This topic explains one way to save time when scheduling a project, and describes a trap that project managers (particularly new project managers) fall into . . .
There's a law that comes into play when creating a project schedule that I call the Law of Diminishing Foresight. It says that the farther out you schedule, the less you know about what really is going to be happening in a project. Put another way, the tasks that you schedule 18 months out are far less likely to actually happen than the tasks you're scheduling for next month.
You're creating the initial project plan, laying out the tasks. The first few months may be crystal clear to you. You know exactly what needs to be done, who will do it, and how long it will take. As you move on the the middle of the project, you start to make some assumptions. First, your plan so far will come to fruition. Second, the project requirements won't change much. Third, you'll know what resources will be available. Of course, the more time goes by, the more risky these assumptons become.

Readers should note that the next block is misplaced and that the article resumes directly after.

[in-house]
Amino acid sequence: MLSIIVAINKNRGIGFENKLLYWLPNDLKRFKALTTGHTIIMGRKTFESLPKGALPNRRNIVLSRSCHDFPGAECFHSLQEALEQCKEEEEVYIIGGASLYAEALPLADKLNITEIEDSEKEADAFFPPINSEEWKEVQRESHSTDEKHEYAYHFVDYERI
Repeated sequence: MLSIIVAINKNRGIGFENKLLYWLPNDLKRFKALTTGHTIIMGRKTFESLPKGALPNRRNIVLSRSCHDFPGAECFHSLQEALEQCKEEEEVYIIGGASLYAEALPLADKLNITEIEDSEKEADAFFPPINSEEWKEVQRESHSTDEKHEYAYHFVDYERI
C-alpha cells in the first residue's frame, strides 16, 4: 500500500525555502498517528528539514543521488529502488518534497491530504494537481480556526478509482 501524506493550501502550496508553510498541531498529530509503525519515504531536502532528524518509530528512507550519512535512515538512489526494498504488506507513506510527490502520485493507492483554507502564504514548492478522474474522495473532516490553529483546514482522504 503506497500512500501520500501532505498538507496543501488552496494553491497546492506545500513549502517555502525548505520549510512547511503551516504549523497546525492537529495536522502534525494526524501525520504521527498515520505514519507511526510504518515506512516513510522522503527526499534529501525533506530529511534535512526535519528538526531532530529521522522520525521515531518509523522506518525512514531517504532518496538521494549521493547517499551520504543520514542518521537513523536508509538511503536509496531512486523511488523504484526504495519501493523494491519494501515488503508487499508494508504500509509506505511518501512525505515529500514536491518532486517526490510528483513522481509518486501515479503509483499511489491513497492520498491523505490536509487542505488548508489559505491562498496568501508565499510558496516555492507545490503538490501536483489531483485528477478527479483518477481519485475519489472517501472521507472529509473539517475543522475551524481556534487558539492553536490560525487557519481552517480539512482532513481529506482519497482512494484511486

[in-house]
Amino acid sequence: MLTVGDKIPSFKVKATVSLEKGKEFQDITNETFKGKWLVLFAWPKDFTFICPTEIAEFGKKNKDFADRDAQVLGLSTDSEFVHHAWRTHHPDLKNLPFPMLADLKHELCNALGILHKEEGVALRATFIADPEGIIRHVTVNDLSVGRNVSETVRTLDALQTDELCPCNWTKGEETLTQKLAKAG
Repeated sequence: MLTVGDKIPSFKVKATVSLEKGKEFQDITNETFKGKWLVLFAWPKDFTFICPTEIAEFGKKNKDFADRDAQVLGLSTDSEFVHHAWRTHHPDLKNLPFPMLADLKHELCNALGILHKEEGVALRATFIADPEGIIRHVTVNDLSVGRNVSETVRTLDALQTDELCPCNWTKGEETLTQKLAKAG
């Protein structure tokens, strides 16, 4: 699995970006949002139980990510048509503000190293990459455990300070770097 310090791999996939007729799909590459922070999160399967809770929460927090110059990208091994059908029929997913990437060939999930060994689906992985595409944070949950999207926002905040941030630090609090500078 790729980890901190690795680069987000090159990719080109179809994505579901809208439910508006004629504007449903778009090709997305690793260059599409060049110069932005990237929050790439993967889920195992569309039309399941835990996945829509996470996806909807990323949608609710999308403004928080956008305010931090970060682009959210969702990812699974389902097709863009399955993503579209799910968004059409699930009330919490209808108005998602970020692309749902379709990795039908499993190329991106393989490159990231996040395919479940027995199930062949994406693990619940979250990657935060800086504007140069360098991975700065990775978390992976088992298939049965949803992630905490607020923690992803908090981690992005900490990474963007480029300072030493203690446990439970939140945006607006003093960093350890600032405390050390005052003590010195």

By the time you're scheduling the end of the project, you have a strong sense that the tasks you're scheduling will need to be changed.
Still, I see people create schedules where the end of the schedule has as much detail as the beginning of the schedule. The project manager obviously put a lot of work into breaking down the project into tasks, durations, and assignments as far as 18-24 months in the future.
In my opinion, this is largely wasted work. Requirements change. People come and go. "Stuff" happens.
Think of a project plan like a photograph or a painting. The subject in the foreground is sharp an in focus, and the details of the background are blurry, and not entirely painted in. As the project moves forward, you can paint in the details, but you'll be able to do so with much better accuracy, because you have the benefit of experience and a closer vantagepoint.